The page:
Friday, November 4, 2022

a protest in Toronto and a powerful encounter

A big day in Ontario. A huge rally at Queen's Park, CUPE workers and their supporters rallying to protest the government's imposition of the Notwithstanding Clause and refusal to increase worker pay. These are essential workers in schools, mostly women, immigrants — custodians, lunchroom supervisors, educational assistants like people who work with kids with disabilities, making too little to support themselves. 

It was a glorious day and a strangely joyful gathering, a sense of solidarity, fighting together for justice, marching around the government building with signs, chanting. I have a terrible feeling about this job action, that parents have been so battered by years of Covid, kids already home from school for so long — will they turn on the workers? That's what Ford and Lecce are banking on. 

And in other news, while we're distracted, the government announced they want to take 7500 hectares from the Green Belt "to build housing." That's the farmland that feeds this city and that they promised not to touch.

So tired of fighting these same fights over and over. Nearly 20 years ago, my kids and I were marching in the same place about education cuts by another vile stupid Conservative government. Here we go again.

I missed Anna, who spent the morning with her strike camp making signs and then brought the whole brood to Queen's Park — my hero, that woman. 

The best thing about today, as well as the hot sun and the warmth of the crowd, was my awareness that unlike the protesters in Iran, Russia, and many other countries, we did not have to fear the police swooping in with tear gas and billy clubs, beating and gassing and hauling us off to jail. The usual groups were there — Communists, Socialists pushing their broadsheets, other unions. All of us disagreeing with the government, safely.

The children's craft table

On the way there, riding along Richmond Street on my way to City Hall, where I was mistakenly headed instead of Queen's Park further to the north, I saw a woman lying in the middle of the street flailing and howling. It's a busy one-way street; speeding cars were navigating around her, but I thought it'd be only a matter of time before she got hit. I stopped, a woman passerby stopped too, and we decided we had to do something. I parked my bike and we walked into the street to try to get her to the sidewalk. Cars stopped for us. She didn't want to move, cried and shouted — she was both physically and mentally disabled and in great distress. Finally we got her to the sidewalk. "Just listen to me," she kept insisting. And so we did.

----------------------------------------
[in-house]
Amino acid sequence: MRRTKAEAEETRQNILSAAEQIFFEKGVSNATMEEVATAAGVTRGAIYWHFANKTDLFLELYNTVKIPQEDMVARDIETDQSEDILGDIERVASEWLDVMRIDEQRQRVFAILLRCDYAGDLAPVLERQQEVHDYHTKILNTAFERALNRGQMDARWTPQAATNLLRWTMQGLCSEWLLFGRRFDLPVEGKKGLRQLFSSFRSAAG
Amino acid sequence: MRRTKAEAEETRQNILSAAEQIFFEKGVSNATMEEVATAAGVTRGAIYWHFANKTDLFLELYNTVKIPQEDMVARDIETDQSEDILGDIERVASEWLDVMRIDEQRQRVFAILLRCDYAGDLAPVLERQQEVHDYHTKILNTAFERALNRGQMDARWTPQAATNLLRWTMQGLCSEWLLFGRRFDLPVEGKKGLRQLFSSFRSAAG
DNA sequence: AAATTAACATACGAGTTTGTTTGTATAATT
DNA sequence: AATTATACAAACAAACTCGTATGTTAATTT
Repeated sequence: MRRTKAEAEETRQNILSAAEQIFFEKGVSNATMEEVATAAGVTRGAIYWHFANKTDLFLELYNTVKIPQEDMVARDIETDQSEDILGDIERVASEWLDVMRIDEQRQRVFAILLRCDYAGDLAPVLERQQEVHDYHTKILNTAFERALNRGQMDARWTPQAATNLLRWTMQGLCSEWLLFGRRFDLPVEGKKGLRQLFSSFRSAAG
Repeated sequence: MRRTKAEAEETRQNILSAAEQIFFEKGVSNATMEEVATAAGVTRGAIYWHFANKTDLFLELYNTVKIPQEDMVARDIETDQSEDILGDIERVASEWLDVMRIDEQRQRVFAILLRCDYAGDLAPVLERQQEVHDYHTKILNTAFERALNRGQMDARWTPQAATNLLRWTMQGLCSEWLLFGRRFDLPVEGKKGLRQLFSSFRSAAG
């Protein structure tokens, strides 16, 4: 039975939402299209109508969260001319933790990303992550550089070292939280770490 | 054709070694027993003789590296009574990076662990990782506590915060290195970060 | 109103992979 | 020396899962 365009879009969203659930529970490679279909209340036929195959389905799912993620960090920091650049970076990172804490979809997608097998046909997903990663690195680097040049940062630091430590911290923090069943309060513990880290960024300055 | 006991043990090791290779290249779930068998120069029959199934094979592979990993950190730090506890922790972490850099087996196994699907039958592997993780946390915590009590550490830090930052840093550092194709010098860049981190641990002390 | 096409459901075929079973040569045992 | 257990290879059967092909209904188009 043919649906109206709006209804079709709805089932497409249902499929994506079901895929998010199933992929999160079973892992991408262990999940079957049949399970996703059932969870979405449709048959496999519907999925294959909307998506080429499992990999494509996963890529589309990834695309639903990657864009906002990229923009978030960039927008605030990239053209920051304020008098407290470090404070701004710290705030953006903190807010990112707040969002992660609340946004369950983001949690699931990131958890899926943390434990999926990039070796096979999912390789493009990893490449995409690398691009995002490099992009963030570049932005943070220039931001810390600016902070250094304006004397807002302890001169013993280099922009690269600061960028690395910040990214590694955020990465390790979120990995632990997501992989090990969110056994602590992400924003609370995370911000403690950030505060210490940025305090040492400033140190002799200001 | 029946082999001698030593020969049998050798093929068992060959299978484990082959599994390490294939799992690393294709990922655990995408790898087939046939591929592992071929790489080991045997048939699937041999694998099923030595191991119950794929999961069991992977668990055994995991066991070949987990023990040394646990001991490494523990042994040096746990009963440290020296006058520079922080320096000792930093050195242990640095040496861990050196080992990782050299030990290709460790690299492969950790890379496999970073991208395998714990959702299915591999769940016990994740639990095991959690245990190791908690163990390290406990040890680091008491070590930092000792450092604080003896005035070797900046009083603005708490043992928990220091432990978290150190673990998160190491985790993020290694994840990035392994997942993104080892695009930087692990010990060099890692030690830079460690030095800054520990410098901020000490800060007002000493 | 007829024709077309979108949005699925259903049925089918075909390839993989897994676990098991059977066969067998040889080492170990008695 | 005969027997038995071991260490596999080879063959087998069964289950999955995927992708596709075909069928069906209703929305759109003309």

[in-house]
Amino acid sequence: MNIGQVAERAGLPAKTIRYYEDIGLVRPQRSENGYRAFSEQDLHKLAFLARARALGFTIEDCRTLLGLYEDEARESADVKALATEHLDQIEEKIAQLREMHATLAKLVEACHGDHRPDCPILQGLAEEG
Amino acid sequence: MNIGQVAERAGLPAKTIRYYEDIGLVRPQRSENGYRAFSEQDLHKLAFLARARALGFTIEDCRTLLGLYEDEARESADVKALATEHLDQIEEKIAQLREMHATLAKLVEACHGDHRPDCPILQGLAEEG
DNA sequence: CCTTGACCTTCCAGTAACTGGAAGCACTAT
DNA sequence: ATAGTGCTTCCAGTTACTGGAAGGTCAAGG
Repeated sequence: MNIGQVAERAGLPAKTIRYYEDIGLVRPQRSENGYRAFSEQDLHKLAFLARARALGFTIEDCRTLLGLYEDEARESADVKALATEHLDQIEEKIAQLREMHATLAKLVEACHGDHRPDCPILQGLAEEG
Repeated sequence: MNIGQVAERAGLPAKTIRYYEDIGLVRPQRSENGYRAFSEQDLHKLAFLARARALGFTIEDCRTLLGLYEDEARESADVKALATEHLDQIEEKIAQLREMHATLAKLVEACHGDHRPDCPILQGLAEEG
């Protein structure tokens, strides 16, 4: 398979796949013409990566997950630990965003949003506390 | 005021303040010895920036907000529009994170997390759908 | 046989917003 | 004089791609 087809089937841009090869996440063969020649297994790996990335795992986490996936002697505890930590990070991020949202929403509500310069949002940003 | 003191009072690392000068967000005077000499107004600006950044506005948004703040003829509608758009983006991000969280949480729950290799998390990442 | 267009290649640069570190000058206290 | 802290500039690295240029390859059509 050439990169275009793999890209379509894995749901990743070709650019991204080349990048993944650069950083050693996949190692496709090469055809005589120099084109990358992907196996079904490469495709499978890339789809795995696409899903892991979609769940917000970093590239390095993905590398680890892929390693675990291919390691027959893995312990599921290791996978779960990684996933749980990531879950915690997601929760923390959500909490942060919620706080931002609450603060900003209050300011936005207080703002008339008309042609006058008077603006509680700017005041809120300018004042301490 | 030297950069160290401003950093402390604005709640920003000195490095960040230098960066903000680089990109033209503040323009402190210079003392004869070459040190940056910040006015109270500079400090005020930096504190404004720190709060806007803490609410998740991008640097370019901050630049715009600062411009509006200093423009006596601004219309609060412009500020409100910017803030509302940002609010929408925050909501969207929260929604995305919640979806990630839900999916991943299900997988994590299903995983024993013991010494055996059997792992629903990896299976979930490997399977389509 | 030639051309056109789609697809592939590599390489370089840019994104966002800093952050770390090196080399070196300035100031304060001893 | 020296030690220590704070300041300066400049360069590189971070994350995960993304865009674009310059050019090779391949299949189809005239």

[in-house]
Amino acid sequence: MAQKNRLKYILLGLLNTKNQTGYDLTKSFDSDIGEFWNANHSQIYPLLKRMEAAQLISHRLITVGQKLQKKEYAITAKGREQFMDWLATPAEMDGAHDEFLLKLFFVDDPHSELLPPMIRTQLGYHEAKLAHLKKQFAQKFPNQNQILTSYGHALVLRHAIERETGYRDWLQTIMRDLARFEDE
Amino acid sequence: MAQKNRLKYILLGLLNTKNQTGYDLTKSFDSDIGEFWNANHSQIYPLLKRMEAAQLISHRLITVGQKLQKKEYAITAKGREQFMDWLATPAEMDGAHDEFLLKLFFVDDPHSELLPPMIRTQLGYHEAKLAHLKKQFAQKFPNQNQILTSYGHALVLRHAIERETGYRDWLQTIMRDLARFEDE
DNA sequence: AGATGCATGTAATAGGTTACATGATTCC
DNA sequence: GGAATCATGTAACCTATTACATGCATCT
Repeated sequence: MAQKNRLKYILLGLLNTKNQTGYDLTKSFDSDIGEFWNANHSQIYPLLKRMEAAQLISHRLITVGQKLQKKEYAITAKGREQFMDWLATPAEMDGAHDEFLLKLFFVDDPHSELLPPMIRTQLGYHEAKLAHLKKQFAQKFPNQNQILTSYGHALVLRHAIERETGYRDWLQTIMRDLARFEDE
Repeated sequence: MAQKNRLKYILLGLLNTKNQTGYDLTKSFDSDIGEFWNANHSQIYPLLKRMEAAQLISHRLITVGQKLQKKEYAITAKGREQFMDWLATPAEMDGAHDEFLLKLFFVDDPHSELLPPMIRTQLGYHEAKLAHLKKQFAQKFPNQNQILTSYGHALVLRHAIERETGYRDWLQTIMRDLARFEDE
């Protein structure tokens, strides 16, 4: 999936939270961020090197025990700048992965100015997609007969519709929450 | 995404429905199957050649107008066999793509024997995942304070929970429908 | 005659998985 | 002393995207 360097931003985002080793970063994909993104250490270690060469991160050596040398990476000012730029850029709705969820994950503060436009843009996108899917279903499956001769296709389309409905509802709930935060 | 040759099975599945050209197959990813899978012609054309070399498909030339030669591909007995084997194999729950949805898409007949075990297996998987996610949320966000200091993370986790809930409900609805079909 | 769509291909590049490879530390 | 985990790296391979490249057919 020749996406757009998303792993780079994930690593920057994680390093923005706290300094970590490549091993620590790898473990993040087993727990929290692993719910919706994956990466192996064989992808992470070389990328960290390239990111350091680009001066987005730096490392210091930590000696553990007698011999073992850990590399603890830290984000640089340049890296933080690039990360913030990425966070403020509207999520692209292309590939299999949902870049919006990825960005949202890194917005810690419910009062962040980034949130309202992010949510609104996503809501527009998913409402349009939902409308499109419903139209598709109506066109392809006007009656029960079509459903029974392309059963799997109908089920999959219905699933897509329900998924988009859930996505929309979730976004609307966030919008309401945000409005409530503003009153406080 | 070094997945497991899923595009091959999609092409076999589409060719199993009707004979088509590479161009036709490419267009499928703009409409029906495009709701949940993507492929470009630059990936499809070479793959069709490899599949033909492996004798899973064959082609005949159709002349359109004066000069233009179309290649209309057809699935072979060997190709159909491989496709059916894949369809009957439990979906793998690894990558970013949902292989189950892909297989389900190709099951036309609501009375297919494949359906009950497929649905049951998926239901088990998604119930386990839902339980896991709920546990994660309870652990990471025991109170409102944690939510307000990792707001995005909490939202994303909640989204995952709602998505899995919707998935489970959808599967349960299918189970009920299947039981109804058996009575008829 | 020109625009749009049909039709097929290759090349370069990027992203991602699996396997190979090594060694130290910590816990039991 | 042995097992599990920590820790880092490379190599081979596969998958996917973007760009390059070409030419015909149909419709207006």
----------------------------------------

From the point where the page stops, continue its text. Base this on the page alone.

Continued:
Though it was hard to understand her, she told us today, November 4, is her birthday, and her beloved husband of 20 years died on September 1st. She wailed. We listened. She calmed down. In the end, though she said she wanted "pop, not money," I gave her $20, saying Happy Birthday, go have a good breakfast and some hot coffee. And she said, "Thank you for hearing my pain." When we left, she was sitting on some steps, quiet. 

Riding away, I wept. She was desperate for someone just to hear her. What profound loneliness and grief and despair. There's so much. 

I didn't ask her name. I wish I'd asked her name. 

Why did I take the wrong route to the wrong destination? It ensured I was in the right place at the right time, for once. I think it's an encounter the three of us will not forget. 

It'll be 21 degrees tomorrow. I leave you with more local trees — a ginko and a Japanese maple. I know their names, at least.

1 comment:

  1. Just catching up on your blog Beth. I got the link in the email this morning (Nov. 27th). I’m an RECE in childcare at U of T, fortunately I’m not in the same position as the CUPE workers but I am in a CUPE union, and I’m in childcare. I get paid significantly more than they do, but still not nearly enough for this physically and mentally demanding career. It’s infuriating to hear Lecce, and the like, demonising women (let’s face it) for asking for a living wage in exchange for teaching, supporting, and caring for the well-being of children and their families. Thank you for being at the rally. Thank you for your voice.

    Thank you also for stopping your bike and helping that distressed woman in her grief. You were meant to be on Richmond Street that day to listen and remind her that there are still humans who care, that even if she has no one else to turn to, her grief is valid and acceptable. After all, isn’t that what we all want?Whether it’s a book, an article, a blog, a social media post, a rally? We all want to be seen and heard. Thank you for stoping that day.